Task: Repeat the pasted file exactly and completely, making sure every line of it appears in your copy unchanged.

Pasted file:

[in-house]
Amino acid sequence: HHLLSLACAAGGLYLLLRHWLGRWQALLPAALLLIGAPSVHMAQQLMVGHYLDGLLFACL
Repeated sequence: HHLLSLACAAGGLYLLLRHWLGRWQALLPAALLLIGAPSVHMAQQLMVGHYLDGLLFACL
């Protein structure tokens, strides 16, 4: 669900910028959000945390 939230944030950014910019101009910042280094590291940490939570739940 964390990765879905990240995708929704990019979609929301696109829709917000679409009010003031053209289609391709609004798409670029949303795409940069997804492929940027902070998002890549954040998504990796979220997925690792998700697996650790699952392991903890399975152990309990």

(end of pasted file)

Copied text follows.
[in-house]
Amino acid sequence: HHLLSLACAAGGLYLLLRHWLGRWQALLPAALLLIGAPSVHMAQQLMVGHYLDGLLFACL
Repeated sequence: HHLLSLACAAGGLYLLLRHWLGRWQALLPAALLLIGAPSVHMAQQLMVGHYLDGLLFACL
């Protein structure tokens, strides 16, 4: 669900910028959000945390 939230944030950014910019101009910042280094590291940490939570739940 964390990765879905990240995708929704990019979609929301696109829709917000679409009010003031053209289609391709609004798409670029949303795409940069997804492929940027902070998002890549954040998504990796979220997925690792998700697996650790699952392991903890399975152990309990």